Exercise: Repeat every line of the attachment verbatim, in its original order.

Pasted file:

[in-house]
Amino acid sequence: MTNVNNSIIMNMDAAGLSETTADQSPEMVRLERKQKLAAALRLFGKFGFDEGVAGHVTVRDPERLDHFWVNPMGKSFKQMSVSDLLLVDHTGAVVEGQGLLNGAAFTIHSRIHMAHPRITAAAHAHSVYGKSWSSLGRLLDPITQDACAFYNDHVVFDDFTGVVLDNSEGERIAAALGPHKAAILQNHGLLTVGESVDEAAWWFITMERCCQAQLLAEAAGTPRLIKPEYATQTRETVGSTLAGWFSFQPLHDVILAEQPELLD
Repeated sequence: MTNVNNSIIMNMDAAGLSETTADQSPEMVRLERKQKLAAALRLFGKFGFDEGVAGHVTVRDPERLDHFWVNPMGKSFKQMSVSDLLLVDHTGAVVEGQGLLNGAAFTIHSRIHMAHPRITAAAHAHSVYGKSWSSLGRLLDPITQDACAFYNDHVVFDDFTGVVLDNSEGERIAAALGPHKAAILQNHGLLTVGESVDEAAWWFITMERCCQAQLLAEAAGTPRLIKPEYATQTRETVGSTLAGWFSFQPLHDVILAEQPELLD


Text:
[in-house]
Amino acid sequence: MTNVNNSIIMNMDAAGLSETTADQSPEMVRLERKQKLAAALRLFGKFGFDEGVAGHVTVRDPERLDHFWVNPMGKSFKQMSVSDLLLVDHTGAVVEGQGLLNGAAFTIHSRIHMAHPRITAAAHAHSVYGKSWSSLGRLLDPITQDACAFYNDHVVFDDFTGVVLDNSEGERIAAALGPHKAAILQNHGLLTVGESVDEAAWWFITMERCCQAQLLAEAAGTPRLIKPEYATQTRETVGSTLAGWFSFQPLHDVILAEQPELLD
Repeated sequence: MTNVNNSIIMNMDAAGLSETTADQSPEMVRLERKQKLAAALRLFGKFGFDEGVAGHVTVRDPERLDHFWVNPMGKSFKQMSVSDLLLVDHTGAVVEGQGLLNGAAFTIHSRIHMAHPRITAAAHAHSVYGKSWSSLGRLLDPITQDACAFYNDHVVFDDFTGVVLDNSEGERIAAALGPHKAAILQNHGLLTVGESVDEAAWWFITMERCCQAQLLAEAAGTPRLIKPEYATQTRETVGSTLAGWFSFQPLHDVILAEQPELLD